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Contribution of Nationalism to The Great War

Insight of the long and short term causes of nationalism to the great war Credit: V.M. Hill
by

Victor Le

on 26 April 2010

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Transcript of Contribution of Nationalism to The Great War

Contribution of Nationalism to The Great War Nationalism What is it?
Nationalism is the feeling of extreme patriotism and pride for one’s nation. Nationalism is used as a means of promoting a sense of unity to gain popular domestic support by governments; to rile up citizens to defend their country in light of presumable threats. Nationalism surpasses patriotism in potency – it is more so the hate for other countries than the love for one’s own that provokes violence. It was also a major motive of European monarchs in the quest for dominance that motivated them to supersede the power and territory of other states. In 19th century Europe, two types of nationalism pervaded in an amalgamation that catalyzed the coming of the First World War. I. The Desire of Subject Peoples for Independence Nationalistic Movements in Austria-Hungary
Establishing a dual-monarchy in 1867, Austria-Hungary was comprised of a diverse demographic of cultural ethnicities. However, only the Austrians (Who were ethnically German) and the Hungarians were the dominant ruling powers. Other nationalities such as the Croats, Czechs, Slovaks, and Serbs pined for political independence within Austria-Hungary. Power over the Balkan Peninsula (Which will only be mentioned briefly) was a major ambition of the dual-monarchy, as nationalist movements there inflicted heavy influence on discontented nationalities within Austria-Hungary. Thus a major aim of the monarchy was to suppress any nationalistic movements, which only fuelled the fire and made the struggle for independence even more fervent. The ideology of Pan-Slavism, which called for the unity of all Slavic peoples, put the indignant nations into frenzy for independence from their presumed oppressors. What came out of Austro-Hungarian nationalism that led to the First World War? Austria-Hungary gained two powerful enemies in the process of suppressing calls for independence. Serbia, being the centre of nationalistic movements in the Balkans, called for the convening of all Serbs into one nation state and opposed any Serbs being held within Austria-Hungary. The second enemy gained was Russia. Being a Slavic country, Russia was known for siding with Serbia during Austro-Serbian disputes and further supported Serbia in its quest for a complete entity. Austrian ally Germany would later provoke Austria-Hungary’s war preparations should Russia mobilize its army. While the Balkan peoples still sought their own political voice under Austro-Hungarian rule, they still identified themselves as Pan-Slavs, with Russia as their superior Slavic father country. Despite the made peace from the First and Second Balkan wars, tension was still high in both Austria-Hungary and in nations under Turkish rule. Being protector of all Slavs, Russia saw this as a means of regaining prestige from an embarrassing defeat against Japan. This ultimately leads into the second type of Nationalism found in Europe preceding the First World War. II. The Desire of Independent Nations for Dominance and Prestige The obscure but nonetheless contributing Russian War with Japan At the time of the conflict in 1904, Russia had put forth an expansionist policy in the East. With conflict over occupation in Manchuria and Korea, the Japanese interest in the area and their desire to deter Russia’s occupation culminated in to a full-fledged war. The conflict ended in 1905 with an ignominious defeat for Russia – it was the first time a European power had been defeated by an Asian power. The Japanese had succeeded in destroying the whole Russian fleet in the Battle of Tsushima in 1905. Immensely humiliated, Russia had gained a demeaning reputation amongst European powers. The defeat in part contributed to the Russian Revolution of 1905. With discontented peasants demanding political change and a constitutional monarchy, the October Manifesto was declared. Allowing universal suffrage and the formation of political parties, Nicholas II was shaken from the internal conflicts that arose from his military failures. The idea of siding with the Slavs during a tense period of nationalism was all too enticing for Nicholas II – it served as a means of regaining dignity through military warfare. The Case of Germany The epitome of the desire for power was best manifested in the fairly young state of Germany. Newly-found in 1871, a major goal of the German state was to gain greater power and international influence. Bismarck, having achieved one of his life’s aims to bring the state together, now sought to maintain the stability of Germany. Being aware of French discontentedness over their lost territories of Alsace and Lorraine, Bismarck set forth to create alliances to prevent any resurgence. The most notable professor to fuel German Nationalism was one by the name of Heinrich von Treitschke. As a self-proclaimed protector of German heritage, Treitschke called for the destruction of British Naval dominance and slandered neighbouring countries for over 25 years. He fed his students the idea that war was Germany`s destiny; that it was even a right bestowed by God that would allow the state to fulfill complete cultural superiority. His lectures undoubtedly left their mark on young German leaders, notably Heinrich Class, the founder of the Pan-German League. What is Pan-Germanism? Something of a political movement, Pan-Germanism was a 19th Century movement that was especially active during the events leading up to German Unification. The actual Pan-German League established itself in the 1890s. Holding huge membership numbers, advocates were just as aggressive in spreading nationalism as university professors of the time. Seeing that nationalism was the best way for masses to deviate away from political fragmentation, the Pan-German League was known before the First World War as the “Intellectual Bodyguard of the Hohenzollerns.” The Pan-German League’s principles and the provocation of Treitschke fed the unprecedented wave of nationalism that engulfed the nation in 1914. The Dismissal f Bismarck With the death of Kaiser Wilhelm, 29 year-old Wilhelm II succeeded him as the Emperor of Germany and the King of Prussia on June 15, 1888. Far more ambitious in establishing Germany as a prominent world power, Wilhelm II dismissed Bismarck in light of his careful foreign policy. He preferred more rapid, assertive action to earn Germany a “Place under the sun.”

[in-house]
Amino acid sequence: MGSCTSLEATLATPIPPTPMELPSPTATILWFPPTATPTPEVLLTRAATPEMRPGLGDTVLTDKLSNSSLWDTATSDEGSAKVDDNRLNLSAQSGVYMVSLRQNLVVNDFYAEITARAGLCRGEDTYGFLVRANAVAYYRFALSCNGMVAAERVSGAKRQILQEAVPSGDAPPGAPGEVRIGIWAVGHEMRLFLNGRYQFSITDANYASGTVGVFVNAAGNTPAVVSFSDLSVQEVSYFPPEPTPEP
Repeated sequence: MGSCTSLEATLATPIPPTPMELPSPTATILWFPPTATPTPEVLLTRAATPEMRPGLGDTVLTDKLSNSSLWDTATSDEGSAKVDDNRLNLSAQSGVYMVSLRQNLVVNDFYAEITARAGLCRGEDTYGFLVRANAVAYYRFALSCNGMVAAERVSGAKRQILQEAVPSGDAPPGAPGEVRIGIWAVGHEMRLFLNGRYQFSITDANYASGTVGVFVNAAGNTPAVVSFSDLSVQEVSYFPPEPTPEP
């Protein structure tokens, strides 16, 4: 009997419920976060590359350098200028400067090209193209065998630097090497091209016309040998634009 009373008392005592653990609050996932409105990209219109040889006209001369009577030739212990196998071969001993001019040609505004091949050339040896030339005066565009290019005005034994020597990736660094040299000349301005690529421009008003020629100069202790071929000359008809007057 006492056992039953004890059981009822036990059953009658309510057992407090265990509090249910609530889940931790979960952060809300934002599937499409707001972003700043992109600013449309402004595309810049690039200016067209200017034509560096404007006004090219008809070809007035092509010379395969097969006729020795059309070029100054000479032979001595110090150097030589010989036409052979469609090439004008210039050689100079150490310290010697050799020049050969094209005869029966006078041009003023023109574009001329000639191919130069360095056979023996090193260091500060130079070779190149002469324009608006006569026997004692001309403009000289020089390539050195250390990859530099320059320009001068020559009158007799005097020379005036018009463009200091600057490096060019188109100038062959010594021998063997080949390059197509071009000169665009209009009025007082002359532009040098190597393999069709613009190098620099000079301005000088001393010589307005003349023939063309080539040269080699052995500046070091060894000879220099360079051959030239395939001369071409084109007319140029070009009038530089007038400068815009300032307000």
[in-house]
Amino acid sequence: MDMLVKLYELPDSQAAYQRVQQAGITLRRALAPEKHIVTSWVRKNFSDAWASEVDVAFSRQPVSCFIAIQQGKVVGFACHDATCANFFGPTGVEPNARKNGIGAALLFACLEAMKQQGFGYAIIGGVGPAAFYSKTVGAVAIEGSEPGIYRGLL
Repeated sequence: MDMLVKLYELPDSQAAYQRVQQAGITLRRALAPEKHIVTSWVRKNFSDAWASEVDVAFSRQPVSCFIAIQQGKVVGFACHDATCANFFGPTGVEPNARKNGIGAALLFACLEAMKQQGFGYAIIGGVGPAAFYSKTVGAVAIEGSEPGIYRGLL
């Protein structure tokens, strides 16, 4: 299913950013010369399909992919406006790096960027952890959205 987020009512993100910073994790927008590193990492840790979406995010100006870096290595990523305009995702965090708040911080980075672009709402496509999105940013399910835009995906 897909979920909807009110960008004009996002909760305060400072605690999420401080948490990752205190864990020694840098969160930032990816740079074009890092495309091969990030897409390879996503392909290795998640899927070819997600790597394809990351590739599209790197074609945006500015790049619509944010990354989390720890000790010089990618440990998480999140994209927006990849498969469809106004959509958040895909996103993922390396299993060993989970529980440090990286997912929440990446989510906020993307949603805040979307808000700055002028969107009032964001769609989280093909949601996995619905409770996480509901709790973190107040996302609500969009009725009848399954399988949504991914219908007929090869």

To contest British dominance of the seas, Wilhelm declared an attempt to build up the German naval forces. The ambitious plan was noted in the British House of Commons, with one British foreign secretary stating that “… Germany, a great country close to our own shore, will have a fleet of thirty-three Dreadnoughts. It is true that there is not one of them in commission yet; but it is equally true that the whole program … when completed … will be the most powerful fleet that the world has yet seen. “ The British responded in what could be called a naval arms race. They succeeded in building the dreadnought battleship in 1906. Although considerably successful in keeping up with Britain, Wilhelm failed to see the consequences of building up his army. He was not necessarily intent in causing a large-scale war, but provoked so anyway in trying to match his land and naval forces to that of France and Britain’s. The German people believed it was the state’s right to have such dominance, being especially advocated for by German universities. The 1848 painting, “Germania,” made during the revolutions of the same year, symbolized the united state and remained a national icon until the end of 1918.